Former New Mexico Gov. Bill Richardson knows a few things about Washington. After stints as congressman, ambassador to the United Nations and secretary of energy, he stands out as a major figure in Democratic politics.
Oh yes, he knows something about running for president, too, as an unsuccessful candidate in the early primaries and caucuses of 2008.
So it is fitting that he will address the 2012 presidential campaign during his 7 p.m. speech Tuesday in the Montante Cultural Center of Canisius College, part of the William H. Fitzpatrick Chair of Political Science Lecture Series. The event is free and open to the public.
Before heading to Buffalo, Richardson took a few minutes to share with the Politics Column some thoughts on next year and all that lies ahead. As you might expect, he predicts President Obama will be re-elected.
"Narrowly," he added.
Richardson says a big advantage favoring Obama is that the American people like him. They're rooting for him personally, even if a sick economy stands out as his Achilles' heel.
He predicts, from his own experience, that voters have yet to see his combative side.
"I campaigned against him," he said. "I know him when he's backed into a corner; he's resilient and he fights back. And he's effective."
The stage may have been set for some of that "fight back" mentality with the jobs and economic plan just introduced by the president. Obama contends that jobs will flow from his $447 billion package of tax cuts and spending. But the governor recognizes that the package as proposed by Obama is already facing big-time GOP opposition on Capitol Hill. So he sees an evolving strategy centered around the president taking his plan to the people; a campaign necessitated by the inability of Washington to agree on anything.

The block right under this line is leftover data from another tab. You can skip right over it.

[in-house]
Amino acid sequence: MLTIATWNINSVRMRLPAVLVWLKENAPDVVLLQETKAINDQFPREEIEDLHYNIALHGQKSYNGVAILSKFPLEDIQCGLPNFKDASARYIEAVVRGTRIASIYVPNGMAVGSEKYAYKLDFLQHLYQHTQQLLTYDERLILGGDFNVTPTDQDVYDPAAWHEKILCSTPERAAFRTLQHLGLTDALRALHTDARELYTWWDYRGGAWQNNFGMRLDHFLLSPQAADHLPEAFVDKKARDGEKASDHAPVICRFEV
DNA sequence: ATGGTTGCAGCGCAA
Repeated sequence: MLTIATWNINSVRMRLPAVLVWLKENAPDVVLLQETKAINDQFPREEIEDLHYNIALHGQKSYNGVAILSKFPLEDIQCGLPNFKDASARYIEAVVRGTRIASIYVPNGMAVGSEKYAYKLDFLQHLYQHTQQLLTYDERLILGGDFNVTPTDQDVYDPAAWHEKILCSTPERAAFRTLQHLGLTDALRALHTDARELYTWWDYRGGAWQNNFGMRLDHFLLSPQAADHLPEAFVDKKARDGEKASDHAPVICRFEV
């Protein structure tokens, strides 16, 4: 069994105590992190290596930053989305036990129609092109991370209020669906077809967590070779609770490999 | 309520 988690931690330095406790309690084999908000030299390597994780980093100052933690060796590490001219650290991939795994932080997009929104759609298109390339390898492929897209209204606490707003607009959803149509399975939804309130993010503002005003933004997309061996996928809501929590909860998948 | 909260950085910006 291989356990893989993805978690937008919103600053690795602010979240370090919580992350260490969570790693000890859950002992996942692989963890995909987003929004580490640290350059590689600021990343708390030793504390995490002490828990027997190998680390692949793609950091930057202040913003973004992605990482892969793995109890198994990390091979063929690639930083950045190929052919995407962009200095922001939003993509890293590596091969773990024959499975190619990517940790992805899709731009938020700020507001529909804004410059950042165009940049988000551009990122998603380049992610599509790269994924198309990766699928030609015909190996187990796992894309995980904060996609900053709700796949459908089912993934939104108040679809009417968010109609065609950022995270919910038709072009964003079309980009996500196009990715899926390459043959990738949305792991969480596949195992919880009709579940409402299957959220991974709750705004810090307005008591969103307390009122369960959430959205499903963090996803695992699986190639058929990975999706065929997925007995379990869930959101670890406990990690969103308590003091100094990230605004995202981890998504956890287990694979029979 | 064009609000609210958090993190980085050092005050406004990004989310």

"I'm having dinner at the college with John LaFalce," Richardson said of his former congressional colleague. "When LaFalce and Jack Quinn and I were there, we all got along. In the end, we resolved our differences. Now that's absent."
There is no judgment here on what is the right strategy. But there is a recognition of Richardson's observation that over the next year, the president's mind-set regarding the opposition is: "Bring it on."
"He has no choice," Richardson said.
On the GOP side, the governor sees the race boiling down to two gubernatorial colleagues -- Mitt Romney and Rick Perry. He's watching Romney especially, even as Perry is dominating most polls.
"He's been there before, and is prone to make fewer mistakes," he said of Romney. "But ask me again later."
You can ask Richardson, too, at Canisius on Tuesday. Seating in the Montante Center is limited; doors open at 6:30 p.m.
As questions surround whether State Sen. Mark Grisanti will defend his seat next year as a Democrat or Republican (he is currently registered with the GOP), there is no shortage of potential Democratic opponents already lining up.
One is Hamburg attorney Michael Amodeo, who could enjoy eased residency requirements in a reapportionment year. Amodeo unsuccessfully competed in the 2010 Assembly race ultimately won by Republican Kevin Smardz, and is now talking with Senate Dems about another shot in 2012.
"I'm looking at the seat and the numbers, and will probably start raising some money," Amodeo said last week.
Grisanti must decide on a party line for 2012 by Oct. 14, the first step in a race already destined for statewide attention.